Do not get me wrong, I am not fact I am pro "nada". Label me as just pro-Philippines...period!

I am not a lawyer, but I come from a family of abogados who spewed out legalese the way rap singers spew out "f__" words - too often for comfort, and I know that Lozada's dramas and supposedly bombastic statements are not enough to achieve an arraignment.

Lee Kwan Yew once said that too much democracy can ruin a nation, and this rings true with the situation in the Philippines right now.

Monday, March 24, 2008

Collective Niggard Memory

How short is short??!!! How can the Filipino people forget so soon and let the maggots of yore parade and gallivant on Philippine soil like yesterday never occurred?!! WTF?!!

The shoe lady and the fruit of her loins are all back in public office, the philandering man with his broken english was pardoned by the currently enthroned pygmy lady and is back in the fray, a miscreant currently in jail for rape was re-elected for office, all the "trapos" with their past sugar-coated crimes are still ensconced in power.

And now, Mr. Beho is pointing a finger at a number of greedy ogres. I do admire Lozada for his courage and the humble manner he presents himself to the Filipino people and to all those "honorable" (yecchh!! makes me want to puke!!) men who have been continuously questioning him at the ZTE hearings. But wait Mr. Beho, while you are pointing one finger at them, you are pointing four fingers to yourself!! Make sure you have no malodorous innards if you want to spew out "saintly" verbage!!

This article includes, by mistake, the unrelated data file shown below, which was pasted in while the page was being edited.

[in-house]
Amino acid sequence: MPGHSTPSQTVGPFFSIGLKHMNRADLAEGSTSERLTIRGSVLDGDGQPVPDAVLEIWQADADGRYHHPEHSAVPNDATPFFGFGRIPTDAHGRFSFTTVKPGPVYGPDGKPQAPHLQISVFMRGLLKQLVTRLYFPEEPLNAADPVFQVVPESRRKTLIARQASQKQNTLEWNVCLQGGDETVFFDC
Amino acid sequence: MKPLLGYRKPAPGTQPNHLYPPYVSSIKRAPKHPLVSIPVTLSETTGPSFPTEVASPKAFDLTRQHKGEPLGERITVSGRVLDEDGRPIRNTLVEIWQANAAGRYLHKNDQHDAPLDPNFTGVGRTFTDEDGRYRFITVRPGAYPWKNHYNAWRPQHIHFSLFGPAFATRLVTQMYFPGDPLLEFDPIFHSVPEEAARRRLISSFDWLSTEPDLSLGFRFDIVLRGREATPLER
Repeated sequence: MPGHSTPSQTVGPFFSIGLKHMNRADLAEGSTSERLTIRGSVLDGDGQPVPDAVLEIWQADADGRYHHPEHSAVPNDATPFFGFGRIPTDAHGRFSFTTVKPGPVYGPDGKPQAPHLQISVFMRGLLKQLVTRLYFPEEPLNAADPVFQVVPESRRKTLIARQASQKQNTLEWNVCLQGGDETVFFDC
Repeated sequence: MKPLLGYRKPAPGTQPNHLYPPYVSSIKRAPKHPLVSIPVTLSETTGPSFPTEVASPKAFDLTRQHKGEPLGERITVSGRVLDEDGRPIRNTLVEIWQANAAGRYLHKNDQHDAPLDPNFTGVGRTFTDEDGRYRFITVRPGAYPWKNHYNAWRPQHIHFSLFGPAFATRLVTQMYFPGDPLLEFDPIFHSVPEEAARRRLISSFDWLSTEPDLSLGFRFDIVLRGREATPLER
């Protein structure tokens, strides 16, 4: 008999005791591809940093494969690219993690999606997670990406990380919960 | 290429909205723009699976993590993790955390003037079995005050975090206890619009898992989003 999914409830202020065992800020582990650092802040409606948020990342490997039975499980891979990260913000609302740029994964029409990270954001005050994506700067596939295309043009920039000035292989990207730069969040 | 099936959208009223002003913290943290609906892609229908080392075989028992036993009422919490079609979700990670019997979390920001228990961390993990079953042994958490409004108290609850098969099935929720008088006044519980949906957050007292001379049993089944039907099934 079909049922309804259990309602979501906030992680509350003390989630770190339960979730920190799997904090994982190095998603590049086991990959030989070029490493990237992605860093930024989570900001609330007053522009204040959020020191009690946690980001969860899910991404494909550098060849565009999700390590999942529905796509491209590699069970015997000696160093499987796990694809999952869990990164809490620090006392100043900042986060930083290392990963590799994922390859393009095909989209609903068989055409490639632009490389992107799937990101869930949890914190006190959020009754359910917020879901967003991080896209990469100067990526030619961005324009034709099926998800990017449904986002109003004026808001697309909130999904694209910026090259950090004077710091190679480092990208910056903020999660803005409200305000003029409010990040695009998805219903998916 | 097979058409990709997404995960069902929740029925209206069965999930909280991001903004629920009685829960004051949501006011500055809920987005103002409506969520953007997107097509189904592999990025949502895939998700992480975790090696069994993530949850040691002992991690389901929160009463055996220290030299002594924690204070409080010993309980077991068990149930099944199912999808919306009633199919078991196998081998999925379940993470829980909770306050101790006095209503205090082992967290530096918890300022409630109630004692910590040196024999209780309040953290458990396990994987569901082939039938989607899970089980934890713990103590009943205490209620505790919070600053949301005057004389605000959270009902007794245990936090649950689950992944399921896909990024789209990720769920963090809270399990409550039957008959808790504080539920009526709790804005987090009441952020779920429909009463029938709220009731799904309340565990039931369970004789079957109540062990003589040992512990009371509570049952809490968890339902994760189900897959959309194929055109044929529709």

My problem is that Filipinos would be so indignant at the moment the revelations come out, but wait until another "issue" erupts....people move on to that next "issue"...forgetting about the other...letting the greedy ogres and their minions go their merry way once again....Why do we forget so easily?!?!

My poor Philippines....

Quo Vadis?!!

Political Apathy's Demise

At first blush, my family name would evoke assumptions from people that I am a scion of an elite clan in the Philippines and while I was growing-up, I have been queried innumerable times "So how are you related to the rich _____es of the South?", to which I would retort back in the same exact manner that my Dad had always perenially responded - "I am a member of the poor _____es of the North." Well actually, they weren't really impoverished. My Dad came from landed gentry who through a series of misfortune lost most of their wealth. My Dad and his siblings were left with just their ancestral house, a couple of rice fields and their college degrees. As a child, it has always intrigued me that my paternal grandfather was called "Don ____", as none of the trappings of luxury I as a child equated with a "Don" were evident to me. Unbeknowst to me, before my birth he was indeed a "Don" in the real sense of the word.